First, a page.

The Stemi learning experience is also completely open, because we do not intend to close any of the learning project information. All blueprints, designs and source code will be open source – so if you are a maker/innovator who knows and enjoys the process of searching for and buying different parts, cutting aluminium, 3D printing plastic parts and so on – you are free to do so.
On the other hand – “mainstream users” who want to have end-to-end learning experience can purchase educational kits accompanied with premium education that will go in depth and truly teach them things that will slowly but surely build their innovation capacity. No matter the background knowledge.
And finishing one project will be just a part of your learning journey on the platform. We plan on launching new learning projects in the future.
Why is it so important to introduce coding and programming early on in education?
The younger we are, the more easy is to grasp and learn new concepts. Learning coding and programming is really learning how to talk with a machine and how to make our lives better by communicating what we need to using a computer.
We are also living in an information based and highly technological society. The way we live – using internet, mobile devices, having devices that are getting more and more connected – provides many benefits, but also can produce stress and take a toll on the environment.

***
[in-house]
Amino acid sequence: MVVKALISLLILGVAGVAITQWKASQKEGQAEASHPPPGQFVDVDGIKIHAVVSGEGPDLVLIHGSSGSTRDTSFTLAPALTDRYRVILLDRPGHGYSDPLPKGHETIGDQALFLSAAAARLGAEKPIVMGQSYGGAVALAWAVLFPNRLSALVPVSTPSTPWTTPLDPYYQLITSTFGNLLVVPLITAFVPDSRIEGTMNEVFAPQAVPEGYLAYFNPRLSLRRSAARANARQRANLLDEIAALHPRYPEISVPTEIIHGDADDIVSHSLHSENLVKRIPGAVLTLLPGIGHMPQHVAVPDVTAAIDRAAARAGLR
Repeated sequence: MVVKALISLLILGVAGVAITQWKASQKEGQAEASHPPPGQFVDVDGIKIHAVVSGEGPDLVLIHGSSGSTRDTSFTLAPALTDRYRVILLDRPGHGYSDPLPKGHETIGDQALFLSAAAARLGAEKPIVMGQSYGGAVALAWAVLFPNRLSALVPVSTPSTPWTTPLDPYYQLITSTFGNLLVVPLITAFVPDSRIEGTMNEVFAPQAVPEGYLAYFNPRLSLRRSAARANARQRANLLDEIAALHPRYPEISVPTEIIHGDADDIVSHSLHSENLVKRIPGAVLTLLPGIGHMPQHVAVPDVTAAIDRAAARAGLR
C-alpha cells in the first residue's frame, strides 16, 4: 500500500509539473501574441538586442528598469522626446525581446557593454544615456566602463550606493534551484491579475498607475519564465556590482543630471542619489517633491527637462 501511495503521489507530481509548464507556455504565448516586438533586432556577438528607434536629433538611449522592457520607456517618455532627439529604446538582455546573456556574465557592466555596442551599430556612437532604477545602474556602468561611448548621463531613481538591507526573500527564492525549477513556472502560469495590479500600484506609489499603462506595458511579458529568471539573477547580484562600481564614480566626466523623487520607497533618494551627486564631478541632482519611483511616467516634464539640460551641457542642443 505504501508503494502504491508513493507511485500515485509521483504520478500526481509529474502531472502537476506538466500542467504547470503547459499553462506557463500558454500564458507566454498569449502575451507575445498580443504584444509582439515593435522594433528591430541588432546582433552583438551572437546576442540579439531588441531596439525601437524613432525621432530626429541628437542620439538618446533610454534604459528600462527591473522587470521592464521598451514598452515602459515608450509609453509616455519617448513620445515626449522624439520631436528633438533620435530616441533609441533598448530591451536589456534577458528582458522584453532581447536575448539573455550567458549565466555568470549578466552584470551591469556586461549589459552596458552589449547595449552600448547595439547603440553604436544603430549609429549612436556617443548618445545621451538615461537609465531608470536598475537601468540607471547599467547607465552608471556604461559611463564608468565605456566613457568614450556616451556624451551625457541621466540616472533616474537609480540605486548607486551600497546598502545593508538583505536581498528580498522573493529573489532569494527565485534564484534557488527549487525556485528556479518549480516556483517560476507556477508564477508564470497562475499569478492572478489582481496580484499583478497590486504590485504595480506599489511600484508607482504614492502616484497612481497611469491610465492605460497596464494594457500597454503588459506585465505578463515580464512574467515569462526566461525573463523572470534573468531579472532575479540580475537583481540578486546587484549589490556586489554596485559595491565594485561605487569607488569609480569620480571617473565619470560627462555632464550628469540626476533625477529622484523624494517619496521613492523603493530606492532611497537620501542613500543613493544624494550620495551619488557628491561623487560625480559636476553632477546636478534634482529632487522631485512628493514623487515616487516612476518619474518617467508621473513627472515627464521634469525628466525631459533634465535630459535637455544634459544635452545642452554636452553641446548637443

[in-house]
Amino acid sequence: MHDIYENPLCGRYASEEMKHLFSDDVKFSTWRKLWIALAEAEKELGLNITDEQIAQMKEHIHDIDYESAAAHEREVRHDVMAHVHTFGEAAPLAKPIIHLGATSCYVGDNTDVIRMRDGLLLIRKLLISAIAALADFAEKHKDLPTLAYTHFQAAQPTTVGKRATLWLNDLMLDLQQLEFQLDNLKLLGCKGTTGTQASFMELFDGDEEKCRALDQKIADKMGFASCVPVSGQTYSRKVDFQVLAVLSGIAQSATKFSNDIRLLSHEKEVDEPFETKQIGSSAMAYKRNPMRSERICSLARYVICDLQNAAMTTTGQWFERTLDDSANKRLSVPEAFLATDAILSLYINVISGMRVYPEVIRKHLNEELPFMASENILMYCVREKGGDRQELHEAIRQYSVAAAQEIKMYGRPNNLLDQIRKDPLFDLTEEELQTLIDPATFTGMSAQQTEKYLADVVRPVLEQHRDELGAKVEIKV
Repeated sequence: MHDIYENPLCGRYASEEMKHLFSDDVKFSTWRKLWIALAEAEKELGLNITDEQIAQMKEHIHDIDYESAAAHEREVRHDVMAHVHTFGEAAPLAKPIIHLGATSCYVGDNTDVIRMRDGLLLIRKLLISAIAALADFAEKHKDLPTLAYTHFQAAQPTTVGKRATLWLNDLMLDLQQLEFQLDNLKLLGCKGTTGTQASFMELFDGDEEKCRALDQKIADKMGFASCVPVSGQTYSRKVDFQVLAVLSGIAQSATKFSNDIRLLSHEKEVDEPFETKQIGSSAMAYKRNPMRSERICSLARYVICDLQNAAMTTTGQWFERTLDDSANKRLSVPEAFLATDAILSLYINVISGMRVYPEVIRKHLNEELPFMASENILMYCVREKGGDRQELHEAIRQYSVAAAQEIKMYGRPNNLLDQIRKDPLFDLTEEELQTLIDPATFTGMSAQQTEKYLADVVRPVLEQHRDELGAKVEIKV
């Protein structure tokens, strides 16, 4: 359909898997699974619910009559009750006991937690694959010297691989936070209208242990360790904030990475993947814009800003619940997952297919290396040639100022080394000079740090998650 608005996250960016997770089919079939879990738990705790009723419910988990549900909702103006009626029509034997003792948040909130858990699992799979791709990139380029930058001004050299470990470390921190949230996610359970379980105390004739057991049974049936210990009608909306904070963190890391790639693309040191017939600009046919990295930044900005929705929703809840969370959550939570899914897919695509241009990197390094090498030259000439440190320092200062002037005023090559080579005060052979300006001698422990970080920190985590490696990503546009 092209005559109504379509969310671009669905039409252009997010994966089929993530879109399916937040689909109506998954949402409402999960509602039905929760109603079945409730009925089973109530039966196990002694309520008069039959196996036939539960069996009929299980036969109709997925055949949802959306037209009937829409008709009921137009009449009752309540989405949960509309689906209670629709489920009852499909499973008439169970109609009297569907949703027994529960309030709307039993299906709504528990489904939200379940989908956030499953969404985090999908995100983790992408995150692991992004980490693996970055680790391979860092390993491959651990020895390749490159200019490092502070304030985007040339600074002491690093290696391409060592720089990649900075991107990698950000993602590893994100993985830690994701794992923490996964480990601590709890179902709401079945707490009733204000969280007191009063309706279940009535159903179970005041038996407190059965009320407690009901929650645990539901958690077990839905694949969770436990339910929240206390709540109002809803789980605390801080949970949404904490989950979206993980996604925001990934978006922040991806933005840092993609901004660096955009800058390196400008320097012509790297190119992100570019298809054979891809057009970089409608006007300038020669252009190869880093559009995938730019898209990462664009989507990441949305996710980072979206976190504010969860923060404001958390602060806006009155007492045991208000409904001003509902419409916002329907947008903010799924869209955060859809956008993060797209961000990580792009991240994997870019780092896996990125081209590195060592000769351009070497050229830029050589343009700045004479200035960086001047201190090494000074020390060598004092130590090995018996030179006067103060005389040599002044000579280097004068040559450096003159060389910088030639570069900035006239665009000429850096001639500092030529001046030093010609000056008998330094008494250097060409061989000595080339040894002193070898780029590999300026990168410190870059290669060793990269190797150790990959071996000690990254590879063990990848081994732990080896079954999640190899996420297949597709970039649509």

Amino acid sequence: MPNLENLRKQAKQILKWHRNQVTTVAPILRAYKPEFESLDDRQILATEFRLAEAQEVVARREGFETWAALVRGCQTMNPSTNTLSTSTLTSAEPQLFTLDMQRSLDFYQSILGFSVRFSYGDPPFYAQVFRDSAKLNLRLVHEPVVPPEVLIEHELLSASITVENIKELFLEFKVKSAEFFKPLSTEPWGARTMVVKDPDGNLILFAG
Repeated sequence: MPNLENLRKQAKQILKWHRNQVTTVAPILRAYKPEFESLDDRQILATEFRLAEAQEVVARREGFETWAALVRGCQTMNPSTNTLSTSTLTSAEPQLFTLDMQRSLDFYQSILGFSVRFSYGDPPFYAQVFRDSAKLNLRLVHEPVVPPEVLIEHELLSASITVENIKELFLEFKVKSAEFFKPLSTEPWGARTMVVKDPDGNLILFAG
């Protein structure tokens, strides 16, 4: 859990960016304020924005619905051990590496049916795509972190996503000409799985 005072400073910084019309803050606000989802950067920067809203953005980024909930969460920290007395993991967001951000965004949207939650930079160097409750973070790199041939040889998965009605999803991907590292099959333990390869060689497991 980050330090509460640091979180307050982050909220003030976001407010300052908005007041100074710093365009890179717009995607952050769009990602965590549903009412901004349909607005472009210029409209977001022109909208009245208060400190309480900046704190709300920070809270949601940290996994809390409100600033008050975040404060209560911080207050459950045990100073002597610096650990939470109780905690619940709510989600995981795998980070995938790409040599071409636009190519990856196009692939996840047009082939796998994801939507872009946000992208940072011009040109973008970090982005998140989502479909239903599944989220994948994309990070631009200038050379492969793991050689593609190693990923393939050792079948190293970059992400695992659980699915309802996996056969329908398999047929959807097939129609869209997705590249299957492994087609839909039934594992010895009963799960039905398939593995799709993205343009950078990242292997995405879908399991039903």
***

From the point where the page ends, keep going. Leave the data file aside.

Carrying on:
It is thus very important to educate children from the youngest age possible on how to use and make their own technology, mindfully and for the benefit of the whole society. At the crux of this learning is coding and programming, the language of the machines. This is why kids should learn that language.
How will the personal robot industry evolve in the next five years?
We are heading to an amazing and a bit frightening period where everyone will have some kind of access to artificial intelligence. If you don’t want to think about cooking and driving anymore, that’s great – you can spend your time doing something you like while your smart car handles all the traffic in an optimal way.
If you like mowing the lawn, great! But if you are more like us, you would rather spend that time with your friends. Will we get lazy? I don’t know. We surely will have more free time in near future. Let’s see into it that we use that time in the best possible way. Socialise, study, have fun and be creative and productive.
What do you think are the key barriers to robots becoming mainstream?
They are still to expensive to buy. It is because very few can build a robot. While gains in automation, factory productivity and technological innovation are constantly driving price of hardware down, our educational systems have not caught up with knowledge necessary to make use of that for mainstream users.
It is too daunting and complex to start learning things to make your own robot for example. The internet can provide a huge opportunity to get information, and in theory you can Google your way to your robot. But there is no place where someone who has no technical background can go to buy a product that will guide him or her through a learning experience of building something really serious in the end.
So, when education is accessible and at the right quality – then over time more and more people will have a knowledge to build their own things.